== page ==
One of my the most inspiring concepts to me as a DJ is the idea of the third song. Now, I might be splitting hairs here, but while you often hear about DJ blends that can last anywhere from fifteen seconds to a couple minutes, the third song is much more than a simple blending of two relatively similar songs. I won’t attempt to identify who first coined the term as it’s likely one of those DJ innovations that likely came into existence simultaneously around the world.
But for me, I first came across the idea in a late 2000s Martin Clark interview with Kode9, a DJ who is truly the master of the third song; that extended mix of two tracks when they seemingly become a wholly other song. While early Kode9 sets are full of examples of him doing this via vinyl, these days I certainly can’t blame anyone for choosing the convenience of a CDJ sync button...if they’re going to do something interesting with it. I remember reading an interview with Rrose where she talked about her past as a 90s DJ and how her switch to digital was mainly due to her desire to actually utilize the many fancy effects and features of a typical CDJ set-up. Namely, by saving the time it takes to beat match, the technology should encourage a far more adventurous form of DJ’ing.
Of course, that is so rarely the case. Yeah, everyone’s mixes sound oh so tight but when they’re just going seamlessly from one song to another with little in the way of third song magic, what’s the goddamn point? Still, while I may be a vinyl DJ currently, if—god forbid—I ever manage to get a gig and then another and another, you can bet at some point I’m gonna start ripping wav files of my records (basically the closest way to approximate the depth and warmth of vinyl, though those file sizes are no joke).
There are many ways to take advantage of the CDJ format and one of the most remarkable examples I’ve seen came a little over a year ago when I got to see Gqom gurus Rudeboyz creating live effects with their mouths and looping, creating an endless barrage of rhythms and melodies that sent my body into an epillectic dance. Well, it took another year but I finally saw another DJ whose command of his gear and tracks jacked my body for two straight hours
I’ve been itching to see Batu for over two years now and for a minute yesterday, it almost seemed like it wouldn’t happen due to not having a dime to my name rn (yeah, it’s been a really dark time folks and can’t say enough how much I’m looking for basically any work to keep me fed right now). Fortunately, the producer Omar born McCutcheon is a class act and sorted me out.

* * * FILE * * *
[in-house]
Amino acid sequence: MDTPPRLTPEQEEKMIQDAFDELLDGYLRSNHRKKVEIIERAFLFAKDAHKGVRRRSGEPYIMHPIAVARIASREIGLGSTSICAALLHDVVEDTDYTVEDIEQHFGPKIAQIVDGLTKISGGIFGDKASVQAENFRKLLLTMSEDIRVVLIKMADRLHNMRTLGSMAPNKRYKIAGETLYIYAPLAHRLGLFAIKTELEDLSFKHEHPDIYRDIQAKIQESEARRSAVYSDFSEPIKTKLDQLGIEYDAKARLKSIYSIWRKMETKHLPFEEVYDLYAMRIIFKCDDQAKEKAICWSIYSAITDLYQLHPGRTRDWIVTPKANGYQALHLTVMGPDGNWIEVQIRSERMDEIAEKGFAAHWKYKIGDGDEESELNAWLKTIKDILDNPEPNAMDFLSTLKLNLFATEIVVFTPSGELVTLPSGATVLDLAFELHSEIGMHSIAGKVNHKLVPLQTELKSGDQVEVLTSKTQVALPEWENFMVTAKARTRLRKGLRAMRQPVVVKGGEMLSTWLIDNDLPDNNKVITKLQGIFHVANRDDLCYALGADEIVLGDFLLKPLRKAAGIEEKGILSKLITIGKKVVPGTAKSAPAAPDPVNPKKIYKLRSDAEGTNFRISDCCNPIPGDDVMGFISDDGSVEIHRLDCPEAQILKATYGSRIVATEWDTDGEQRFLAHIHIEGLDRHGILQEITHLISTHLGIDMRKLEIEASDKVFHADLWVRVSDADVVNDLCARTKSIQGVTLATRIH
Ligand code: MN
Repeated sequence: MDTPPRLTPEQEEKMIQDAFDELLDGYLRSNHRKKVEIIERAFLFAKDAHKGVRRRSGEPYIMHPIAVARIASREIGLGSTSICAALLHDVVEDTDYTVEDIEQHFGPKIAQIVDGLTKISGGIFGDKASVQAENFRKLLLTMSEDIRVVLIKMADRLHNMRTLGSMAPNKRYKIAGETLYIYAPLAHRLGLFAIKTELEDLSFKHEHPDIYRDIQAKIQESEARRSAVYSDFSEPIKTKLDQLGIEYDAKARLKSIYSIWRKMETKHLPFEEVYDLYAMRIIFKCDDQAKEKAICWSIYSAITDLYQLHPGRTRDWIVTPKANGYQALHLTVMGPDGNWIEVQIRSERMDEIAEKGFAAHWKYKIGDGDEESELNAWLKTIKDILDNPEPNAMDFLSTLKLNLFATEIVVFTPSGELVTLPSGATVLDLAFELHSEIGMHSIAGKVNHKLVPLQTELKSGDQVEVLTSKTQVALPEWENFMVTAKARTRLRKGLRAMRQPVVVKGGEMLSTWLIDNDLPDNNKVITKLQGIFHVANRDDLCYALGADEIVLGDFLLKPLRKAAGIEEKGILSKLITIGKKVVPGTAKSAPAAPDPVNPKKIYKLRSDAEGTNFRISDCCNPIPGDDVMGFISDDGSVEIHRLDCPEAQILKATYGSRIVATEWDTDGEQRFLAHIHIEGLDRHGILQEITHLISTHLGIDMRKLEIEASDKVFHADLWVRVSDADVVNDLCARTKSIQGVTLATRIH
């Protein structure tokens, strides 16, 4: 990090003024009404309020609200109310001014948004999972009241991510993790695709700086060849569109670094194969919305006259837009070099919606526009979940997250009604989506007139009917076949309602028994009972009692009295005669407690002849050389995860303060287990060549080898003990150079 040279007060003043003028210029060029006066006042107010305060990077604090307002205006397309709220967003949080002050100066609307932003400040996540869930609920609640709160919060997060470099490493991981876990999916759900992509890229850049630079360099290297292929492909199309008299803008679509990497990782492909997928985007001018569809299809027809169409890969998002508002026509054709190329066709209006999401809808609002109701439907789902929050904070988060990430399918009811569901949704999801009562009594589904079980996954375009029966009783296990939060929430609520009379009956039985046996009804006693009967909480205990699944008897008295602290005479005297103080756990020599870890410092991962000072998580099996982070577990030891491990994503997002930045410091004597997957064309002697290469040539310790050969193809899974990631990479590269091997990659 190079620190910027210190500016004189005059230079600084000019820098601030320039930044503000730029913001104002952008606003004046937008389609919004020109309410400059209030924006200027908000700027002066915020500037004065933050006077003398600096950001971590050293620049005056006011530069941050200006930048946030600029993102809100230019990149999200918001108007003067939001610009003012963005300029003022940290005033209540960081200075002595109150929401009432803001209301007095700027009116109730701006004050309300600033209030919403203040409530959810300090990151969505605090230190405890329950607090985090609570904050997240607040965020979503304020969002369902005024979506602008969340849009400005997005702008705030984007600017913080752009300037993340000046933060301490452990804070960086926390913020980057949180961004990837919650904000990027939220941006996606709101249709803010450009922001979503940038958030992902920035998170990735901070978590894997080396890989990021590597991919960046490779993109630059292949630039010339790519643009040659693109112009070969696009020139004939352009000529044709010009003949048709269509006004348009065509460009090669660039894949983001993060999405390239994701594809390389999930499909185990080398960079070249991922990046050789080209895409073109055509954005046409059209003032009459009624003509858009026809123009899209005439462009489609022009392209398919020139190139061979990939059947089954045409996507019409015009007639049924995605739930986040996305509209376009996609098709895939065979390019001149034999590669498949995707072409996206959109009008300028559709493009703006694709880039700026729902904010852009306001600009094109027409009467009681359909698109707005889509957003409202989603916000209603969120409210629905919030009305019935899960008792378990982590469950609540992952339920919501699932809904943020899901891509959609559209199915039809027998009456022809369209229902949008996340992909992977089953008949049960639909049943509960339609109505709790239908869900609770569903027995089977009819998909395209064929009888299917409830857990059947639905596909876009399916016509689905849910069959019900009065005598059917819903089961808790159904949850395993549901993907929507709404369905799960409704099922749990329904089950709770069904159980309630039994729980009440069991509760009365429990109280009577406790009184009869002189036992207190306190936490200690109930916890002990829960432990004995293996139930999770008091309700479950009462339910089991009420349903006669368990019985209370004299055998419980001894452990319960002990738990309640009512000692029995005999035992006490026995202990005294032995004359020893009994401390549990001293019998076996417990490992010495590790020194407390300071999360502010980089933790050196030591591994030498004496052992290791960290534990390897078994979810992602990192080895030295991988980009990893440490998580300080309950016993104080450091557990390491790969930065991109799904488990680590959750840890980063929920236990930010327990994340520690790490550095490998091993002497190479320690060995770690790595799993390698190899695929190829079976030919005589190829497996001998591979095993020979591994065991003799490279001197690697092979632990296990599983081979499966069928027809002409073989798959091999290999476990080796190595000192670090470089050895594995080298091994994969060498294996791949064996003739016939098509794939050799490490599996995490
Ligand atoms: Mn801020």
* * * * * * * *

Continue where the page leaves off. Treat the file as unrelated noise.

Arriving early, it was a true delight to finally meet Omar in person after a year of intermittent email. Stupidly bright with a gentle and kind demeanor, he’s kinda of like a brainiac teddy bear...who morphs into an evil genius behind the decks. Understandably knackered following a month of steady gigging, we soon moved our way into the main room where the young DJ Shy Eyez was playing the kind of UK bass-heavy set that made me want to get to know her as a DJ better (a feeling I don't get very often going out in NYC). Her dropping of Laksa’s “Delicates” was an early highlight and her set was undeniably full of passion, emotion. She’s the first local DJ I’ve encountered in a while who I would love to share the decks with some day, so similar are our tastes. Absolutely loved the set.*
The night’s host mite then took the decks for a dnb set that ended up providing a nice bridge between the genre-hopping style of Shy Eyez and Batu. A lovely and gracious host, he seemed to be pulling from more recent cuts, though that's truly just an educated guess based on the production values and the general lack of Amen breaks. Indeed, the drum programming was some of the more interesting sort that I've heard outside of the 1993-1995 jungle, at times taking on an almost tribal patina.
But the real drum work-outs came in the form of the cross-genre free-for-all that Batu unleashed upon an NY audience unusually receptive to adventurous rhythms and mind-scrambling sound design. Starting off with a lowkey roiling tribal simmer, Omar gradually yet briskly turned up the heat within ten minutes as he set about sewing an ambitious and far-ranging tapestry of beats—some that followed a steady 4x4 patterns, others a more abstracted rhythmic framework buttressed by sharp drum programming. What was so body-jacking about the whole thing was how he always seemed to be creating a wholly new piece. Sure, there would be moments where I’d recognize a certain track, like Lorenzo Senni’s “Forever Headline” in the exhilarating final quarter of the set. But as soon as a track would announce itself as something familiar, Batu would quickly set about making it other, blending it with another track to create something far more impressive and moving.
Though I know I heard quite a few tracks whose names escape me, those two would remain recognizable for only a brief period before another rhythm or counter-melody would be mixed in and soon you wouldn’t quite know what you were hearing. Upon returning home from the show, I found myself putting on the incredible Patina Echoes and soon found myself possibly recognizing certain tracks from the evening...but this all speculation. And really, the first hour blazed by with Batu not relying on an established bangers, instead pulling from his vast war chest of exclusive tracks, each one a bruising, Russian doll-like polyrhythmic nugget.